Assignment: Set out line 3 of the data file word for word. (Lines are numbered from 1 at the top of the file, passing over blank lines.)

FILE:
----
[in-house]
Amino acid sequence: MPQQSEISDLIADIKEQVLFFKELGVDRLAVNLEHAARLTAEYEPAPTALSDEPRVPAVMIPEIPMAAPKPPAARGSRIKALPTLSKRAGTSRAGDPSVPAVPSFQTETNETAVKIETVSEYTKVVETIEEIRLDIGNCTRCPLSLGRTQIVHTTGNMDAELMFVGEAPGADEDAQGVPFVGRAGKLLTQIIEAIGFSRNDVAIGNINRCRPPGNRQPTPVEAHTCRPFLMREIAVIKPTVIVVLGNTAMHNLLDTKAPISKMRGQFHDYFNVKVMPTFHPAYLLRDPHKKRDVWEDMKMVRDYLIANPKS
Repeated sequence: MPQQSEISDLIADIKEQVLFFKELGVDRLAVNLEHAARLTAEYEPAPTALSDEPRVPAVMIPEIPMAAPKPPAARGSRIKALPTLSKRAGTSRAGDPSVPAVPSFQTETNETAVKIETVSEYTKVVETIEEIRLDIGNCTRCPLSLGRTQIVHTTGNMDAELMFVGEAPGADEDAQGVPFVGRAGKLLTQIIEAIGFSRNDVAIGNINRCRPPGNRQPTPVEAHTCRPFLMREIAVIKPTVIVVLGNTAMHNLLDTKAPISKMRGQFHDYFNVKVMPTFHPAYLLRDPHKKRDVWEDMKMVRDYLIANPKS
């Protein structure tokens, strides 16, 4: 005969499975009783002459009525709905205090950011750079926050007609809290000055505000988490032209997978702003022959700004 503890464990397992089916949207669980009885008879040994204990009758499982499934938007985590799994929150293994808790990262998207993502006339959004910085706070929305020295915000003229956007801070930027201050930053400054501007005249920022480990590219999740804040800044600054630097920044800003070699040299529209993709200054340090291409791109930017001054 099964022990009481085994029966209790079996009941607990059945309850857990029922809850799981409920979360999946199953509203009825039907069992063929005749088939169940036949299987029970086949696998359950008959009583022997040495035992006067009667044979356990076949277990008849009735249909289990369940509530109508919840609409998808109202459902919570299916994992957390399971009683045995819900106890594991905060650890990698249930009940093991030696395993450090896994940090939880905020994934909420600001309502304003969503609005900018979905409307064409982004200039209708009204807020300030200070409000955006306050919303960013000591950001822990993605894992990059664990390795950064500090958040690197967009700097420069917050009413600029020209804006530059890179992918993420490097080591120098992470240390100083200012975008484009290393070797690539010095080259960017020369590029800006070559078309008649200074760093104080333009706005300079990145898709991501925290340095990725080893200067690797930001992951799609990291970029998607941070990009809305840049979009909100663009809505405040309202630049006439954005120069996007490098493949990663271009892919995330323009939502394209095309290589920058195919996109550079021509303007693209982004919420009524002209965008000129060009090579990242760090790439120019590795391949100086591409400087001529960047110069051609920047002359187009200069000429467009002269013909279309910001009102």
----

Repeated sequence: MPQQSEISDLIADIKEQVLFFKELGVDRLAVNLEHAARLTAEYEPAPTALSDEPRVPAVMIPEIPMAAPKPPAARGSRIKALPTLSKRAGTSRAGDPSVPAVPSFQTETNETAVKIETVSEYTKVVETIEEIRLDIGNCTRCPLSLGRTQIVHTTGNMDAELMFVGEAPGADEDAQGVPFVGRAGKLLTQIIEAIGFSRNDVAIGNINRCRPPGNRQPTPVEAHTCRPFLMREIAVIKPTVIVVLGNTAMHNLLDTKAPISKMRGQFHDYFNVKVMPTFHPAYLLRDPHKKRDVWEDMKMVRDYLIANPKS